- Breathable – breathability refers to a material’s ability to let water vapor molecules from sweat escape the material’s pores so that you stay dry. Waterproof material can be non-breathable when the material is not porous enough for vapor molecules to pass through.
- Windproof – refers to waterproof garments, thus stiff, thicker material with some sort of coating on the outer material.
- Wind-resistant – generally refers to lightweight running jackets or casual windbreakers that are breathable and compact but do not offer the best protection against a full-fledged storm.
- Hard shell – rain gear that is waterproof and breathable, made of stiff, more rigid material, and without insulation.
- Soft shell – rain gear that is water-resistant and insulated.
Another useful material used in conjunction with Gore-Tex and other synthetics is Neoprene, the material used to make wetsuits. The best waterproof and windproof brand out there is eVent. You can find their products and a description of their own patented proofing technology here.
In addition to the material, also look for accessories like seam tape, hoods with brims and adjustable face openings, waterproof zippers, or protective flaps for zippers. These details further ensure that water doesn’t seep through seam lines, face and neck openings, or pockets.
Cold Weather Layering Tips
Now that you know how to choose your base, mid, and out layers, here are more suggestions on accessories and how to wear your layers for maximum comfort in cold and stormy weather.
Manage Your Body Temperature
According to Healthline, a healthy internal temperature is between 98 and 100 degrees Fahrenheit (ca. 38 °C). Our bodies have various mechanisms to maintain this temperature in response to colder or hotter temperatures in the environment. For example, sweating cools the skin by releasing heat in the form of vapor, while vasoconstriction warms the core by limiting blood flow to your extremities.
Your clothing should act as a secondary thermoregulator, complementing internal mechanisms. For example, base layer material allows your body to cool down when sweating while also keeping you dry to ensure warmth.
Wear Good-Fitting Gloves
Frostbite is a serious concern in cold weather, and hands are among the first body parts to get it. Therefore, well-fitting gloves are a must to avoid numbness, stiffness and burning. They should fit snugly so as not to fill up with cold air rendering them useless.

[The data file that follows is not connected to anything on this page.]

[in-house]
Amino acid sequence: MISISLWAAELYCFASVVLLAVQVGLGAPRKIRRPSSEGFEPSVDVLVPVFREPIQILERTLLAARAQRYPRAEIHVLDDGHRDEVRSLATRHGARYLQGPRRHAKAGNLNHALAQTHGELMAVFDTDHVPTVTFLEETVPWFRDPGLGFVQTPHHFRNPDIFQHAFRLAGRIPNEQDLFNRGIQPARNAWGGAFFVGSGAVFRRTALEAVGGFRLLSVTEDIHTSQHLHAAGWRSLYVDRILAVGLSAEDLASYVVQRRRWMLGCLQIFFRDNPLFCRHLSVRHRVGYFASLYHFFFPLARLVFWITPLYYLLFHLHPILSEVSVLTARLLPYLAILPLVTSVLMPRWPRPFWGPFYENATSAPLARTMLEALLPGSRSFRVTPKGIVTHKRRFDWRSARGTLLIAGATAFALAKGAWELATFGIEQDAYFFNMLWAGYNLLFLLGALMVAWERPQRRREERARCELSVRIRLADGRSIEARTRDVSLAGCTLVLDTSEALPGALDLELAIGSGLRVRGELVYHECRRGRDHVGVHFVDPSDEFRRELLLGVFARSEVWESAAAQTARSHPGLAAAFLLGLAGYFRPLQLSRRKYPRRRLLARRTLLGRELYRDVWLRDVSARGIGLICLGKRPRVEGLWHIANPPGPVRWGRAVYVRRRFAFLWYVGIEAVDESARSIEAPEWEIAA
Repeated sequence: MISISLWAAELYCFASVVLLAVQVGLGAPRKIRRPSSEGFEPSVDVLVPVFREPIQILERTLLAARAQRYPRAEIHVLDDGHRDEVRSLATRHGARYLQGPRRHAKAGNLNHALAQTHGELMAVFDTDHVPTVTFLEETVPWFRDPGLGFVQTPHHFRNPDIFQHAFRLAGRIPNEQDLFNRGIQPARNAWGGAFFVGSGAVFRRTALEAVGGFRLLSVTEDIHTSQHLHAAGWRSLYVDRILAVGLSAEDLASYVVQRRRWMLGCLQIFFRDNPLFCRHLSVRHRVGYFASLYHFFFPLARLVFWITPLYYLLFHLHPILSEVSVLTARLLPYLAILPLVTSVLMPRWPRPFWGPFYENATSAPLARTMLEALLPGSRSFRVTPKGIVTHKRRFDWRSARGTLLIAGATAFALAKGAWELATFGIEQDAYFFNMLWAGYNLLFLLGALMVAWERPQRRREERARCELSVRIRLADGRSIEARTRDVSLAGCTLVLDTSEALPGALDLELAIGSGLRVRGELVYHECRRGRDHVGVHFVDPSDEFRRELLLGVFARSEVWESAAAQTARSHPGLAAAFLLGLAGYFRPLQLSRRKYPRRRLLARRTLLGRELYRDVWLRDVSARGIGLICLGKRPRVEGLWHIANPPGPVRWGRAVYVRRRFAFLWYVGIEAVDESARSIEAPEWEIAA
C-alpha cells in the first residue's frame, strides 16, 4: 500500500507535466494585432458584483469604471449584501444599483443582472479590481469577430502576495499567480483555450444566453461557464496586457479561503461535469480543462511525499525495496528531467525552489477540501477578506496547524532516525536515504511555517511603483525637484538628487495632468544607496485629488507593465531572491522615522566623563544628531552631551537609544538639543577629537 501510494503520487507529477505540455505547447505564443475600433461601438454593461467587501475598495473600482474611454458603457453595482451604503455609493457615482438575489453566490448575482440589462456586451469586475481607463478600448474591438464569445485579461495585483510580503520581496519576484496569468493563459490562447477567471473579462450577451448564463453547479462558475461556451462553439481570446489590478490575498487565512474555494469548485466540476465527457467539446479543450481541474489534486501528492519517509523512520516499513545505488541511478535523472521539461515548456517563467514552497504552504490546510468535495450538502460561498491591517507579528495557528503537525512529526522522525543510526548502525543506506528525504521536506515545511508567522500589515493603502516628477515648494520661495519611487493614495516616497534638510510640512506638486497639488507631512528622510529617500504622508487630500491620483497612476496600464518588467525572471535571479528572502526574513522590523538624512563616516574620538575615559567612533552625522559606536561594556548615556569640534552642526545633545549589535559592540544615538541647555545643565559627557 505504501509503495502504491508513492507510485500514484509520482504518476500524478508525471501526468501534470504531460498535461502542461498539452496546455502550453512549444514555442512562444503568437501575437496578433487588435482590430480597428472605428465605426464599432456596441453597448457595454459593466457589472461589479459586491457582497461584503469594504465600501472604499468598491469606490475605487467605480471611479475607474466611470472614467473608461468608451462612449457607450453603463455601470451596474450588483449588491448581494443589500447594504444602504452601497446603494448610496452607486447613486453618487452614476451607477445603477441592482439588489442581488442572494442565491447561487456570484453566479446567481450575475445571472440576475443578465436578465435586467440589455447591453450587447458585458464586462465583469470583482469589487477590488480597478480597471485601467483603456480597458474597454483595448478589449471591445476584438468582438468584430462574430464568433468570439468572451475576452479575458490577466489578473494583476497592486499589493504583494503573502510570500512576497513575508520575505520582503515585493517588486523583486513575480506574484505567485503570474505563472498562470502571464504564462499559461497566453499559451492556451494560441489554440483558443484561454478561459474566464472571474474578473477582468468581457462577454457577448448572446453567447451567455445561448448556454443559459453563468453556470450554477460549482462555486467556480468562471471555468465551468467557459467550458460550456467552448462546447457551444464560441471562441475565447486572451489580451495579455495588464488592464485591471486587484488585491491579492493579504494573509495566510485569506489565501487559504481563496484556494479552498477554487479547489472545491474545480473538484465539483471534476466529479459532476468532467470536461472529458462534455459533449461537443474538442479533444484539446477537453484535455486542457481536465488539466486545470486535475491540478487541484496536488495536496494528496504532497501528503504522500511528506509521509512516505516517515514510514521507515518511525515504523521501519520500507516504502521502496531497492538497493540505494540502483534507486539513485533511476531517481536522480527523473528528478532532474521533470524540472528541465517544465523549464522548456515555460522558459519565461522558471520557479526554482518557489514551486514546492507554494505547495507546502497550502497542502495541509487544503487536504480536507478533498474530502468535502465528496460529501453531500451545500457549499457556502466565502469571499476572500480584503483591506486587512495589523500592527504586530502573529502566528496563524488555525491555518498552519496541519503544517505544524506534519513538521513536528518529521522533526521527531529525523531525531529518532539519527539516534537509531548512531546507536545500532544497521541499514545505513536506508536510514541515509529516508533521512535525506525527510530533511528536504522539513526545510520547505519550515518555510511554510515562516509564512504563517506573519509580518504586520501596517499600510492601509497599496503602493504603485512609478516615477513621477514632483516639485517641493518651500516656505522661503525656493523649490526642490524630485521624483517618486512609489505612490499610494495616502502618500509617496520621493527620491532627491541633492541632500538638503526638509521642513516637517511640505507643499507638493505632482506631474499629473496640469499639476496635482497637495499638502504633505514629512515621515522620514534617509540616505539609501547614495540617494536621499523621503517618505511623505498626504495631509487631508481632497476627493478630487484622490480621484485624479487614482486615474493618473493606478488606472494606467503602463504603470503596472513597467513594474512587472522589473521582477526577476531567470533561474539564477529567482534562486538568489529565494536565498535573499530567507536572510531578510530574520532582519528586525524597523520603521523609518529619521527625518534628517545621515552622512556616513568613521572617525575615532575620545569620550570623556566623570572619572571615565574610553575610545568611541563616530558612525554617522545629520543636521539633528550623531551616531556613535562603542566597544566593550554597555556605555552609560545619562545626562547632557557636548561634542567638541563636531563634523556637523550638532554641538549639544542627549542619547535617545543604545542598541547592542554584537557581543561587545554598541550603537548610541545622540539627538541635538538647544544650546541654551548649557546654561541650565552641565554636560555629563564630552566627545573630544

Colombia thermoregulator gloves are warm wool with silk lining to whisk about sweat. Seirus has all-purpose weather gloves with long wrist sleeves, breathability, and superior insulation. My personal favorites are Northface Etip gloves because they are the nicest looking with highly effective synthetic insulation. Down mittens may be the warmest option, but you sacrifice the use of your fingers.
You mustn’t stack zippers in consecutive layers as this is an opening to let air and cold penetrate your clothes. If you stagger the zippers, then the air that gets through one layer cannot get past the next.
Zip-up pockets are an essential accessory as they keep items secure and dry. Unzipped pockets fill up with air in windy conditions, which can weigh you down on a hike, so be sure to zip up all your pockets.
Here are some examples of how to layer clothing appropriately in the cold and in the rain.
I would start with Under Armor thermal long underwear shirt and stockings on cold days. My mid-layer would be a merino wool pullover topped with a puffy zip-up jacket and mid-weight wool pants. And for my outer layer, I would spring for an eVent DVwindproof jacket. Don’t forget those insulated North Face Etip gloves.
For rainy weather, my base layer would be Smartwool merino wool long-sleeved shirt and stockings, a zip-up fleece with a Patagonia Torrentshell insulated water-resistant mid-layer. I would use Simms waterproof breathable rain pants and a Marmot lightweight waterproof rain jacket for outer layer rain gear.